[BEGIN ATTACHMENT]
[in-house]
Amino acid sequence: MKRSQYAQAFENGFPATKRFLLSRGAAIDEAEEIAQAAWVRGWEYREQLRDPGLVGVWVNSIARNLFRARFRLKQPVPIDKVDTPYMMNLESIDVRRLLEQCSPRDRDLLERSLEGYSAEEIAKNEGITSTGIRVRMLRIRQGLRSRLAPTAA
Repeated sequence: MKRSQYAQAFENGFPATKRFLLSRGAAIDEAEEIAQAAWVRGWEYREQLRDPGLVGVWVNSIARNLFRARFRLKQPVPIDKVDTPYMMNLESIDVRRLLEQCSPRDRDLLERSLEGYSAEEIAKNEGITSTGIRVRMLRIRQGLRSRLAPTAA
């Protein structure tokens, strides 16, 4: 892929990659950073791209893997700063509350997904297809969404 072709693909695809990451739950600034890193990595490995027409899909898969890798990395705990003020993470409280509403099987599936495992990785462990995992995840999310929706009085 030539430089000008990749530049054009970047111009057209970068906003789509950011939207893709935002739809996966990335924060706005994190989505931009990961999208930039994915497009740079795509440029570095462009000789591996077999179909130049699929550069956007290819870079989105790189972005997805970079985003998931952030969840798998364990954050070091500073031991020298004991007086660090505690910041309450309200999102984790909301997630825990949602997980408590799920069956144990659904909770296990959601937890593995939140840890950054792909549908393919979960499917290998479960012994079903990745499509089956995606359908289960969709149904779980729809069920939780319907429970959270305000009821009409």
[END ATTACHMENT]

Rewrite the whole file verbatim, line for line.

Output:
[in-house]
Amino acid sequence: MKRSQYAQAFENGFPATKRFLLSRGAAIDEAEEIAQAAWVRGWEYREQLRDPGLVGVWVNSIARNLFRARFRLKQPVPIDKVDTPYMMNLESIDVRRLLEQCSPRDRDLLERSLEGYSAEEIAKNEGITSTGIRVRMLRIRQGLRSRLAPTAA
Repeated sequence: MKRSQYAQAFENGFPATKRFLLSRGAAIDEAEEIAQAAWVRGWEYREQLRDPGLVGVWVNSIARNLFRARFRLKQPVPIDKVDTPYMMNLESIDVRRLLEQCSPRDRDLLERSLEGYSAEEIAKNEGITSTGIRVRMLRIRQGLRSRLAPTAA
């Protein structure tokens, strides 16, 4: 892929990659950073791209893997700063509350997904297809969404 072709693909695809990451739950600034890193990595490995027409899909898969890798990395705990003020993470409280509403099987599936495992990785462990995992995840999310929706009085 030539430089000008990749530049054009970047111009057209970068906003789509950011939207893709935002739809996966990335924060706005994190989505931009990961999208930039994915497009740079795509440029570095462009000789591996077999179909130049699929550069956007290819870079989105790189972005997805970079985003998931952030969840798998364990954050070091500073031991020298004991007086660090505690910041309450309200999102984790909301997630825990949602997980408590799920069956144990659904909770296990959601937890593995939140840890950054792909549908393919979960499917290998479960012994079903990745499509089956995606359908289960969709149904779980729809069920939780319907429970959270305000009821009409």